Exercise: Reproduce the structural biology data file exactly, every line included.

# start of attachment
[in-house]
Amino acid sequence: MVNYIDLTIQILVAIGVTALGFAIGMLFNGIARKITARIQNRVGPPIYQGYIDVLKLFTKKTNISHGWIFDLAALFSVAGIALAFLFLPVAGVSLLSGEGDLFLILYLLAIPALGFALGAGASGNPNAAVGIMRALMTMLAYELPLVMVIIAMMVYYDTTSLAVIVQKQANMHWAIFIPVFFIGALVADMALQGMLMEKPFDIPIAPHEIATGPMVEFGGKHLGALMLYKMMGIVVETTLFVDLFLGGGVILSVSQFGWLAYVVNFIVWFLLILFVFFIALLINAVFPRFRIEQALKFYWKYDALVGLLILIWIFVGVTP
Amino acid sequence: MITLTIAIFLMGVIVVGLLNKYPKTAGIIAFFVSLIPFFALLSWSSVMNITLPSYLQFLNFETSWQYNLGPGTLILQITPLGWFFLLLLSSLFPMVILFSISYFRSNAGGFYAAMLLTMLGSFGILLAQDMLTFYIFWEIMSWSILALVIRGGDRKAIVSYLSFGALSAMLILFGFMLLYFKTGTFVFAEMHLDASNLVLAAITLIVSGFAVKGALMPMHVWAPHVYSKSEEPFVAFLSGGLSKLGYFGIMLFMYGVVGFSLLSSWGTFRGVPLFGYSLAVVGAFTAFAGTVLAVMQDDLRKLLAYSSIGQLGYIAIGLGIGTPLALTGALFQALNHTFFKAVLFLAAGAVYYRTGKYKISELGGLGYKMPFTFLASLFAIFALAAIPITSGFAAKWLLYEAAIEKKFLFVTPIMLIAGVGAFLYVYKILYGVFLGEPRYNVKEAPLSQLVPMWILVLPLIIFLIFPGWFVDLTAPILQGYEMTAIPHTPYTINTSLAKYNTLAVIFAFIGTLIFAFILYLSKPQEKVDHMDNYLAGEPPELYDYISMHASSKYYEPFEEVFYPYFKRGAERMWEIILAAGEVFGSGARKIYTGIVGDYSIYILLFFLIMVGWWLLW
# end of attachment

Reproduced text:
[in-house]
Amino acid sequence: MVNYIDLTIQILVAIGVTALGFAIGMLFNGIARKITARIQNRVGPPIYQGYIDVLKLFTKKTNISHGWIFDLAALFSVAGIALAFLFLPVAGVSLLSGEGDLFLILYLLAIPALGFALGAGASGNPNAAVGIMRALMTMLAYELPLVMVIIAMMVYYDTTSLAVIVQKQANMHWAIFIPVFFIGALVADMALQGMLMEKPFDIPIAPHEIATGPMVEFGGKHLGALMLYKMMGIVVETTLFVDLFLGGGVILSVSQFGWLAYVVNFIVWFLLILFVFFIALLINAVFPRFRIEQALKFYWKYDALVGLLILIWIFVGVTP
Amino acid sequence: MITLTIAIFLMGVIVVGLLNKYPKTAGIIAFFVSLIPFFALLSWSSVMNITLPSYLQFLNFETSWQYNLGPGTLILQITPLGWFFLLLLSSLFPMVILFSISYFRSNAGGFYAAMLLTMLGSFGILLAQDMLTFYIFWEIMSWSILALVIRGGDRKAIVSYLSFGALSAMLILFGFMLLYFKTGTFVFAEMHLDASNLVLAAITLIVSGFAVKGALMPMHVWAPHVYSKSEEPFVAFLSGGLSKLGYFGIMLFMYGVVGFSLLSSWGTFRGVPLFGYSLAVVGAFTAFAGTVLAVMQDDLRKLLAYSSIGQLGYIAIGLGIGTPLALTGALFQALNHTFFKAVLFLAAGAVYYRTGKYKISELGGLGYKMPFTFLASLFAIFALAAIPITSGFAAKWLLYEAAIEKKFLFVTPIMLIAGVGAFLYVYKILYGVFLGEPRYNVKEAPLSQLVPMWILVLPLIIFLIFPGWFVDLTAPILQGYEMTAIPHTPYTINTSLAKYNTLAVIFAFIGTLIFAFILYLSKPQEKVDHMDNYLAGEPPELYDYISMHASSKYYEPFEEVFYPYFKRGAERMWEIILAAGEVFGSGARKIYTGIVGDYSIYILLFFLIMVGWWLLW